To help researchers conduct studies that advance evidence-based practice (EPB) in O&P, the American Academy of Orthotists and Prosthetists (the Academy) has developed State-of-the-Science Evidence Report Guidelines. These guidelines propose a series of steps that should be used to evaluate the quality of research studies conducted on a particular topic. These guidelines also can help O&P researchers design better experiments.
Central to assessing the quality of the research is identifying threats to the internal and external validity of a study design. Internal validity concerns whether or not the design has properly demonstrated a cause-and-effect relationship. External validity concerns whether or not the demonstrated cause-and-effect relationship can be generalized to larger populations.
I recently used the guidelines to complete a state-of-the-science evidence report on the alignment of transtibial prostheses. The guidelines helped me to identify a number of problems among the articles. The questions below reflect the lessons I learned.
Can the experiment be replicated?
Frequently found threats include the failure to measure key variables and describe completely the experimental protocol. In experimental studies of the alignment of transtibial prostheses, the initial "acceptable" alignment was rarely quantified, and the manner in which subjective "acceptability" of an alignment was determined was rarely part of the reported protocol. The lack of quantification and a method to operationally define key variables renders the experiments unrepeatable. Similarly, an inadequate description of key aspects of experimental protocols, such as the number of trials, prevents repeatability. Scientific studies should be designed and reported in a manner that allows for replication.
Can tests of statistical significance be carried out and reported?
A second threat was the failure to conduct and report tests of statistical significance, especially in studies in which this was feasible. An effort should be made to determine whether observed trends are statistically significant. This piece of information is crucial to the development of scientific knowledge.
Have inclusion and exclusion criteria for subjects been thought out carefully and applied?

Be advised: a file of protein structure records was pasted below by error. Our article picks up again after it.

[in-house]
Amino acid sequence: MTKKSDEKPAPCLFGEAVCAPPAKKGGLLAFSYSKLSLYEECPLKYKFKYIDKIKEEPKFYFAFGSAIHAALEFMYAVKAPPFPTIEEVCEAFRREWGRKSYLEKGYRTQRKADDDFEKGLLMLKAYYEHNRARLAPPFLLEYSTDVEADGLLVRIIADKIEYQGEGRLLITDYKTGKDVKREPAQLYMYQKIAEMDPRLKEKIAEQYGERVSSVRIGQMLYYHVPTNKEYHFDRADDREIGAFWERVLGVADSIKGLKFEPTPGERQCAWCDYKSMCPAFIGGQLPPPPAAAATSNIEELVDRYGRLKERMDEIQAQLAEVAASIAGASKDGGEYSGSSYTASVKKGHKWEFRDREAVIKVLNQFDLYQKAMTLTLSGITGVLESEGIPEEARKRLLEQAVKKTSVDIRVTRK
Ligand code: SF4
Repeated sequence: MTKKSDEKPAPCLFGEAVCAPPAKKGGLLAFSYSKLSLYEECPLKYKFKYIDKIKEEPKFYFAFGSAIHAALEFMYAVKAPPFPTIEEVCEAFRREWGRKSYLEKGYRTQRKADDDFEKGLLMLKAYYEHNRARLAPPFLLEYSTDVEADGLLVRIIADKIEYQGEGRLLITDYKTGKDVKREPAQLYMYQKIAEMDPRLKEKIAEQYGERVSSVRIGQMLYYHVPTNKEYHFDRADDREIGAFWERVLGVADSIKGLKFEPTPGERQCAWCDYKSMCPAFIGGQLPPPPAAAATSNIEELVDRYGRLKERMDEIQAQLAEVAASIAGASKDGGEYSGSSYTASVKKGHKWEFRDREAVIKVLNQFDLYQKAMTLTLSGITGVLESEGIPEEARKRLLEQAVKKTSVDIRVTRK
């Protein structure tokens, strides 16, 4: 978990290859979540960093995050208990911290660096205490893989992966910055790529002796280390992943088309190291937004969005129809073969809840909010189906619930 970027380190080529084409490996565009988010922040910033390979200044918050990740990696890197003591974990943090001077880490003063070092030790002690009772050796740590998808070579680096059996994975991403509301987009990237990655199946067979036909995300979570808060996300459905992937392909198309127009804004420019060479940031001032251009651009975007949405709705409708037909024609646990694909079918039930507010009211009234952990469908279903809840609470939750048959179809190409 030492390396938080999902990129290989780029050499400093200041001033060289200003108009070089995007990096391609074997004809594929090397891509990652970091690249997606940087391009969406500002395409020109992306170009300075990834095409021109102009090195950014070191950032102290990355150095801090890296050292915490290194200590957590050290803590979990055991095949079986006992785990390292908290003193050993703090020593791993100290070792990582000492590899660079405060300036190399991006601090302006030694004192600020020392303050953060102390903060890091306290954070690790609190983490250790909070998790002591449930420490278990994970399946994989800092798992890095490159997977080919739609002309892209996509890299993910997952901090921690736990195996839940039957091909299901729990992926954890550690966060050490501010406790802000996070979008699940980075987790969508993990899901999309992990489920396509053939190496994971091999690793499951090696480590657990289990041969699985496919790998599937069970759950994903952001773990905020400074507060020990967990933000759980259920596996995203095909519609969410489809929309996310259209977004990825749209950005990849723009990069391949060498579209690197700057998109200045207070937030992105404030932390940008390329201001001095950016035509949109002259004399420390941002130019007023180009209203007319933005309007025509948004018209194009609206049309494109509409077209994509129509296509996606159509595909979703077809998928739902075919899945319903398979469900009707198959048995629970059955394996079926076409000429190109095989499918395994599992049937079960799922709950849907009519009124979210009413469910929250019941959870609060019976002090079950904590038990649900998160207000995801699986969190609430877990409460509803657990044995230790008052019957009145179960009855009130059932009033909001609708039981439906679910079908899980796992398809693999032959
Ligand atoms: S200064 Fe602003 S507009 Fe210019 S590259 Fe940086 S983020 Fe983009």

Failure to apply criteria with respect to subject recruitment and selection opens the possibility that the results obtained will not be due to the variable being manipulated experimentally, but due to some characteristic of the subject. For example, poorly fitting sockets might invalidate any findings about the effects of alignment perturbation on gait. It is important to formalize inclusion and exclusion criteria in a protocol and then report it in the article.
Does the research study use accepted clinical terminology?
In the review of articles on transtibial alignment, failure to use commonly accepted clinical terminology, combined with poor writing and editing, made it difficult to determine how alignments had been perturbed in several of the studies. For example, the clinician should not have to mentally juxtapose graphs and tables to determine that the effect of a perturbation reported in the experiment as socket flexion was actually socket extension.
Does the research reflect clinical practice?
Most of the research studies I reviewed began with an "acceptable" alignment and then examined the effect of perturbations. In the clinic, such procedures are reversed; the clinician begins with a bench alignment and attempts to produce an "acceptable" alignment. No one has developed evidence that such symmetry exists and the direction of change does not matter, but greater fidelity to clinical practices would occur in studies that begin with bench alignments and progress toward acceptable alignments. The researcher should be aware of how procedures are carried out in the clinic.
Does the research employ subjects who are representative of relevant clinical populations?
In the reviewed articles, subjects typically were experienced amputees, some of whom were reported to exhibit skill at adapting to alignment perturbations, rather than new amputees who might be in search of an acceptable alignment. No studies were found concerning new amputees for whom alignment might be crucial to the rehabilitation progress. Care should be exercised to recruit subjects who are truly relevant to the hypotheses of the study and the problems faced by clinicians.
Many of the other deficiencies I noted could have been avoided with more careful experimental design. Reviews of other topics might produce a different list of experimental issues, and the guidelines cover a large number of potential validity concerns. Large samples and randomization may be difficult to achieve in O&P research. However, the quality of many O&P studies could be improved by closer scrutiny of other issues related to internal and external validity. Any researcher contemplating conducting an O&P study would benefit from reviewing their research design as if it were being scrutinized within the framework provided by the Academy. The chances are good that eventually it will be.
Edward S. Neumann, PhD, PE, CP, is director of the Center for Disability and Applied Biomechanics, professor of civil and environmental engineering, and adjunct professor of kinesiology at the University of Nevada, Las Vegas.
The State-of-the Science Evidence Report Guidelines are available at www.oandp.org/grants/masteragenda/aaop_evidencereportguidelines.pdf